Gestmusic Endemol, S.A. v. and

Claim Number: FA0311000214337



Complainant is Gestmusic Endemol, S.A., Barcelona, Spain (“Complainant”) represented by Ferran Llaquet Ballarin, Avda. Diagonal, 510, 3°, 08006 Barcelona, Spain.  Respondent is and, Nop (Tampoco), 6969 Spain (“Respondent”).



The domain name at issue is <>, registered with Intercosmos Media Group, Inc. d/b/a Directnic.Com.



The undersigned certifies that he or she has acted independently and impartially and to the best of his or her knowledge has no known conflict in serving as Panelist in this proceeding.


Sandra Franklin as Panelist.



Complainant submitted a Complaint to the National Arbitration Forum (the “Forum”) electronically on November 21, 2003; the Forum received a hard copy of the Complaint on December 1, 2003.


On November 24, 2003, Intercosmos Media Group, Inc. d/b/a Directnic.Com confirmed by e-mail to the Forum that the domain name <> is registered with Intercosmos Media Group, Inc. d/b/a Directnic.Com and that Respondent is the current registrant of the name.  Intercosmos Media Group, Inc. d/b/a Directnic.Com has verified that Respondent is bound by the Intercosmos Media Group, Inc. d/b/a Directnic.Com registration agreement and has thereby agreed to resolve domain-name disputes brought by third parties in accordance with the U. S. Department of Commerce’s usTLD Dispute Resolution Policy (the “Policy”).


On December 5, 2003, a Notification of Complaint and Commencement of Administrative Proceeding (the “Commencement Notification”), setting a deadline of December 26, 2003 by which Respondent could file a Response to the Complaint, was transmitted to Respondent in compliance with Paragraph 2(a) of the Rules for usTLD Dispute Resolution Policy (the “Rules”).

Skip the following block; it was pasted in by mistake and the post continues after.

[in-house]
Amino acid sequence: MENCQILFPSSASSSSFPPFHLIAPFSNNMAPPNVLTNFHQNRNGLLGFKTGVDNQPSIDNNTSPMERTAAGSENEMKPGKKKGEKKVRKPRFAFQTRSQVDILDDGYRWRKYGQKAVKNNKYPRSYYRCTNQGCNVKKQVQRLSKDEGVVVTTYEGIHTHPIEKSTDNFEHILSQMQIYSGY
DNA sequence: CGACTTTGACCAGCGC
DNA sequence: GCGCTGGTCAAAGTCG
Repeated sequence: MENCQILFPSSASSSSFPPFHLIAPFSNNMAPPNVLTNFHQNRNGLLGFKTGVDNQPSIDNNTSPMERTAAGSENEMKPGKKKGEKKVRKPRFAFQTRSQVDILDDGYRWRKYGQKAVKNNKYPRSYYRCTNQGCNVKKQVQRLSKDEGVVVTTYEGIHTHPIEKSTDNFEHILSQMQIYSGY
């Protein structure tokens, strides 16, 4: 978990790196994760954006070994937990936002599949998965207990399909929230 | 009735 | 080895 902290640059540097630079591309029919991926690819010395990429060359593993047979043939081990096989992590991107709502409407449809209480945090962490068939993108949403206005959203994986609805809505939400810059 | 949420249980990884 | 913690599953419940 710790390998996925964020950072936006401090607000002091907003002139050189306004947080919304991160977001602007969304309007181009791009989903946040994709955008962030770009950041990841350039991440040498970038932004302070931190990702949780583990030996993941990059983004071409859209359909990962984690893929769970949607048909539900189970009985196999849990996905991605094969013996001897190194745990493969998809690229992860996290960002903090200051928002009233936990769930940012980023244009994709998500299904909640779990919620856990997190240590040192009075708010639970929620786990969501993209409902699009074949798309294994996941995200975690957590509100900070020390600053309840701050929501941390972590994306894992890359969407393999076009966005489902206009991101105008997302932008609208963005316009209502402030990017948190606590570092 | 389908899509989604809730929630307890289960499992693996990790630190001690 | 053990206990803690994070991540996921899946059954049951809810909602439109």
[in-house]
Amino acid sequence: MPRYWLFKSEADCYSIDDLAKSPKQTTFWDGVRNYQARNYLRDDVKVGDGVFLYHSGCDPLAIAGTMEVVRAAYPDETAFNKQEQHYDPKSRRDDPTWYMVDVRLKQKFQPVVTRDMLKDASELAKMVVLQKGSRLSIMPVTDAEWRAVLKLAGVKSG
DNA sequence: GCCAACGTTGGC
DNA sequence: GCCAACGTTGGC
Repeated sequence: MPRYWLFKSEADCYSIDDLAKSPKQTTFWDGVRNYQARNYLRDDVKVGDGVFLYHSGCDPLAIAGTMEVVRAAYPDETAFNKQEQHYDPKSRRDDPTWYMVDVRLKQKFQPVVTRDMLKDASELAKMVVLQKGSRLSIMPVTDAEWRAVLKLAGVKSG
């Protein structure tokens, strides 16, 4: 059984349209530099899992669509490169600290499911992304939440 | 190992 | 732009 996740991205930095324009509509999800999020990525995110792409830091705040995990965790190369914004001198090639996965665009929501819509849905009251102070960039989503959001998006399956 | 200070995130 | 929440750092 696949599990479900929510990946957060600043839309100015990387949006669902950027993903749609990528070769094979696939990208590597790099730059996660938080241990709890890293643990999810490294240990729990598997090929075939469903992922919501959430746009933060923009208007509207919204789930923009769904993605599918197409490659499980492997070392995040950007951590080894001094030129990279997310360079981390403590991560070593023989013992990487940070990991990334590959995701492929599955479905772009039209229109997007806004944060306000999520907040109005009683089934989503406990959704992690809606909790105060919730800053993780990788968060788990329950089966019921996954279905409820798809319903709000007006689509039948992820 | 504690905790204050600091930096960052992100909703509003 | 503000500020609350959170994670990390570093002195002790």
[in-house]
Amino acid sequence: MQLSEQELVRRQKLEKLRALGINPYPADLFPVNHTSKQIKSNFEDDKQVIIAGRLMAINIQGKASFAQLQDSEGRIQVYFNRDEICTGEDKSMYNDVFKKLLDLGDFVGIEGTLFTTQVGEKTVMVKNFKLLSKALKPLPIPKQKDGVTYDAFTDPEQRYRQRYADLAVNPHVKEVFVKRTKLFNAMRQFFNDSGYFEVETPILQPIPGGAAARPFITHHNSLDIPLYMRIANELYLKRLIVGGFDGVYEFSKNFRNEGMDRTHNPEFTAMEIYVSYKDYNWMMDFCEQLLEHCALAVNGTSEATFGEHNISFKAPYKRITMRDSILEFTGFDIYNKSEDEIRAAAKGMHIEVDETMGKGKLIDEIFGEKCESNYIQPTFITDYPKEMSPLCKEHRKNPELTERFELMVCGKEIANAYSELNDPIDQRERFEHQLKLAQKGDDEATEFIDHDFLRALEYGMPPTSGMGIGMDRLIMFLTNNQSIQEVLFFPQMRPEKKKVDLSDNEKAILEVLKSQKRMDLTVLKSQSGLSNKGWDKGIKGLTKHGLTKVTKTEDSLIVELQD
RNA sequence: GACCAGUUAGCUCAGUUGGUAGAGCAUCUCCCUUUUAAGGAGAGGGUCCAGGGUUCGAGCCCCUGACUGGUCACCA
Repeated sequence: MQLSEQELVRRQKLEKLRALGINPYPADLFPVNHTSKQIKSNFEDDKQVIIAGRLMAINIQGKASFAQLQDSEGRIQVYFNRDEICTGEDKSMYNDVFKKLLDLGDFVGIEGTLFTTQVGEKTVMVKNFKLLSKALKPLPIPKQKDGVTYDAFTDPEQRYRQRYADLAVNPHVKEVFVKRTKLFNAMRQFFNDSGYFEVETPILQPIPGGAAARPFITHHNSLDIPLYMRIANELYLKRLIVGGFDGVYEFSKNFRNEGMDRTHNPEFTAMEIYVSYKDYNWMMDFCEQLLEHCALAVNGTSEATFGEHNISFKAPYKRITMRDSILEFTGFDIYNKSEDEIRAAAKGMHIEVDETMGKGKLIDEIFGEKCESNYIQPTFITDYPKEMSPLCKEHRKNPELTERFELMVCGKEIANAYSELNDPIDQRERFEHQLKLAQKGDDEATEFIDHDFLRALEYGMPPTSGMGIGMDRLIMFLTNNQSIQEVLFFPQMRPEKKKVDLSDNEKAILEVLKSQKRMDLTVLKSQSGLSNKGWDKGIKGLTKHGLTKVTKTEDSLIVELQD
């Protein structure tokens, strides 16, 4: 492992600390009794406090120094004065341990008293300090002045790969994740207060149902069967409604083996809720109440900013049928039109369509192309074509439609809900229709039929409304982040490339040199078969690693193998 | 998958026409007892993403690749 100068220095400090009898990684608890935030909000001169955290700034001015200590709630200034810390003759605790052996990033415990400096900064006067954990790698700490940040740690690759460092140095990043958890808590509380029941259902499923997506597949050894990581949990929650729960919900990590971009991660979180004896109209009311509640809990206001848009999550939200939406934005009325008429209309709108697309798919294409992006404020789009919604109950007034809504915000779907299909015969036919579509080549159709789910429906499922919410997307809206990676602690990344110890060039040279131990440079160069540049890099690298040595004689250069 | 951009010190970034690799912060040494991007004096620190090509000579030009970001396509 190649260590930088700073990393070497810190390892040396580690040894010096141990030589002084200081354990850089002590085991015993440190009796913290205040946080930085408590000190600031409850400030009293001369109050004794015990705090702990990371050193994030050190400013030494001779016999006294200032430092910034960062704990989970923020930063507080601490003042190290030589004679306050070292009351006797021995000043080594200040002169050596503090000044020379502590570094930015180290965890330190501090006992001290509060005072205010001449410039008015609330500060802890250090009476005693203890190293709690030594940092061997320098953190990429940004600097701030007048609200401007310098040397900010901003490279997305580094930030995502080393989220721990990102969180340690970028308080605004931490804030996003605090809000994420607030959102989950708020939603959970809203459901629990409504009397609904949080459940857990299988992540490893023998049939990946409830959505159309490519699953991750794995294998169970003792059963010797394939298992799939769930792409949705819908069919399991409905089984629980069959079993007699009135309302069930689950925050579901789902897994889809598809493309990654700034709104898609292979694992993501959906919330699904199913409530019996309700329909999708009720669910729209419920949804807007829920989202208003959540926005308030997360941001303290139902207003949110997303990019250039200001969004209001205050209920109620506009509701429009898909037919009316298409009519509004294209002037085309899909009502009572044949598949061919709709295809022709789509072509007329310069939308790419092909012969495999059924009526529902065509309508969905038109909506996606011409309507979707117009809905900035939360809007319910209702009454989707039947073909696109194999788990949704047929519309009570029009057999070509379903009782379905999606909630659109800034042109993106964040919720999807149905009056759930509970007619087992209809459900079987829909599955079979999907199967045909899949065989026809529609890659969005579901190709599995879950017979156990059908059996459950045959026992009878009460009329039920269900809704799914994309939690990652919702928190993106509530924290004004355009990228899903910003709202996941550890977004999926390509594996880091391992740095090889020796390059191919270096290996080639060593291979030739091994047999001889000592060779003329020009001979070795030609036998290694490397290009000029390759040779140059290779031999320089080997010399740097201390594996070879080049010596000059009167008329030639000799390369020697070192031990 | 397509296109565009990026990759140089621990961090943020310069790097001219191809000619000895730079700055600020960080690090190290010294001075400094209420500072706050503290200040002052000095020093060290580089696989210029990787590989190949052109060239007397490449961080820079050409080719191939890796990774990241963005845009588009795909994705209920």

Having received no Response from Respondent, using the same contact details and methods as were used for the Commencement Notification, the Forum transmitted to the parties a Notification of Respondent Default.


On December 31, 2003, pursuant to Complainant’s request to have the dispute decided by a single-member Panel, the Forum appointed Sandra Franklin as Panelist.


Having reviewed the communications records, the Administrative Panel (the “Panel”) finds that the Forum has discharged its responsibility under Paragraph 2(a) of the Rules.  Therefore, the Panel may issue its decision based on the documents submitted and in accordance with the Policy, the Rules, the Forum’s Supplemental Rules and any rules and principles of law that the Panel deems applicable, without the benefit of any Response from Respondent.



Complainant requests that the domain name be transferred from Respondent to Complainant.



            A.  Complainant makes the following assertions:


1.      Respondent’s <> domain name is identical to Complainant’s OPERACION TRIUNFO mark.


2.      Respondent does not have any rights or legitimate interests in the <> domain name.


3.      Respondent registered or used the <> domain name in bad faith.


B. Respondent has failed to submit a Response in this proceeding.